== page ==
For July, the weather outside today and tonight will be amazing. Under the influence of gloriously dry air, we’ll see comfortable conditions for the next few days before more summer-like weather returns. We’ll also touch on the tropics in today’s post, although right now we don’t really see anything to worry about.
Temperatures have generally fallen into the low 70s this morning, and despite full sunshine today we don’t expect highs to get much above the upper-80s today. (Normally a mostly sunny day in July would be 5 to 10 degrees warmer). Winds will be out of the northeast at 5 to 10 mph.
Under the influence of this northerly flow, dewpoints this afternoon will be in the 40s (to the west) and 50s (in Houston), which will completely obliterate most of our region’s characteristic humidity. Expect very fine weather this evening, with lows in the upper 60s for inland areas. We may approach the record low temperature for July 24, 68 degrees, at Bush Intercontinental Airport, this evening. Don’t miss the fine weather.
Another very fine day, a lot like Wednesday, although probably a touch less dry and a touch more humid.
As winds turn more easterly, our weather will start to warm up, and the humidity return. Expect highs in the low 90s, with mostly sunny skies.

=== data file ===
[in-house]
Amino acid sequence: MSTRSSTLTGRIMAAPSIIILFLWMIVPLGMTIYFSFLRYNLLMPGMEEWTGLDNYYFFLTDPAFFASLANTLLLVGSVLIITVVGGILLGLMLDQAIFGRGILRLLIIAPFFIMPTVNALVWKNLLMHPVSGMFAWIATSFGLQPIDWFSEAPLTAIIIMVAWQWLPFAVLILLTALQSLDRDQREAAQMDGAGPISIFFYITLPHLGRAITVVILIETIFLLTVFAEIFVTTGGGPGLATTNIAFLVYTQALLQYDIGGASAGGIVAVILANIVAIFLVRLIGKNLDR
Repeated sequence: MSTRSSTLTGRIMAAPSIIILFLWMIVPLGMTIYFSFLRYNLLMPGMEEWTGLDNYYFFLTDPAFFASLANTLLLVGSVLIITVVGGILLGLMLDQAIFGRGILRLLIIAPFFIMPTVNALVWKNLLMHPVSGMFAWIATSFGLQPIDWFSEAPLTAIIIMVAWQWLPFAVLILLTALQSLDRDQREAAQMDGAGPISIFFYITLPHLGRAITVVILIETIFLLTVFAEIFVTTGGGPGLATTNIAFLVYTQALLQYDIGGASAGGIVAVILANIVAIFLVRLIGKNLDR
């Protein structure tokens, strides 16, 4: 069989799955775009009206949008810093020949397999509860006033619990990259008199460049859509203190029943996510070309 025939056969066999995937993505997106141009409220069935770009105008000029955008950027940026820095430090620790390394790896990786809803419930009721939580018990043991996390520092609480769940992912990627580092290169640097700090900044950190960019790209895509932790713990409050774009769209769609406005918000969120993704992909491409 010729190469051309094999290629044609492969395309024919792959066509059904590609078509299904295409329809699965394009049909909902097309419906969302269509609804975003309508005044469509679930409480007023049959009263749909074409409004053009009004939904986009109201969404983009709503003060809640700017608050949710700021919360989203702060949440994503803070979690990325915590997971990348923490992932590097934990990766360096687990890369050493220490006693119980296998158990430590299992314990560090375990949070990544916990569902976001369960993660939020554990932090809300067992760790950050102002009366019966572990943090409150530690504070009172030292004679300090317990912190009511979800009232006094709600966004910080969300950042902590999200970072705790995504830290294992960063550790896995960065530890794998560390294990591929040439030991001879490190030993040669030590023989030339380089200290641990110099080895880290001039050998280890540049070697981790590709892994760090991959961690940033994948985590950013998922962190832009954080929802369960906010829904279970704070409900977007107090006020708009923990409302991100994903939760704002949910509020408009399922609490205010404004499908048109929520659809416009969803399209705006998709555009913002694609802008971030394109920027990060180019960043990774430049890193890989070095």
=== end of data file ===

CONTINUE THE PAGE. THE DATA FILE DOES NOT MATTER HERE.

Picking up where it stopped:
Saturday and Sunday
As moisture returns, and the influence of high pressure remains distant, rain chances will increase this weekend. We’re talking 40 to 50 percent each day, most likely along the sea breeze during the afternoon hours. Expect high temperatures in the low 90s under partly to mostly sunny skies. With light winds, this could be a case where a few pocket areas pick up 1 inch of rain from slow-moving storms, but most of the city sees very little to none.
The National Hurricane Center has identified a region in the northern Gulf of Mexico where it says there is a 20 percent chance of development for a tropical depression or storm this week—this is the remnants of the cold front that moved into the Gulf earlier this week.
Overall, development of a tropical storm is unlikely (really), and anything that does develop most likely will move off to the northeast, away from Texas. If this changes, Matt and I will certainly let you know, but for now this is nothing to be really concerned about.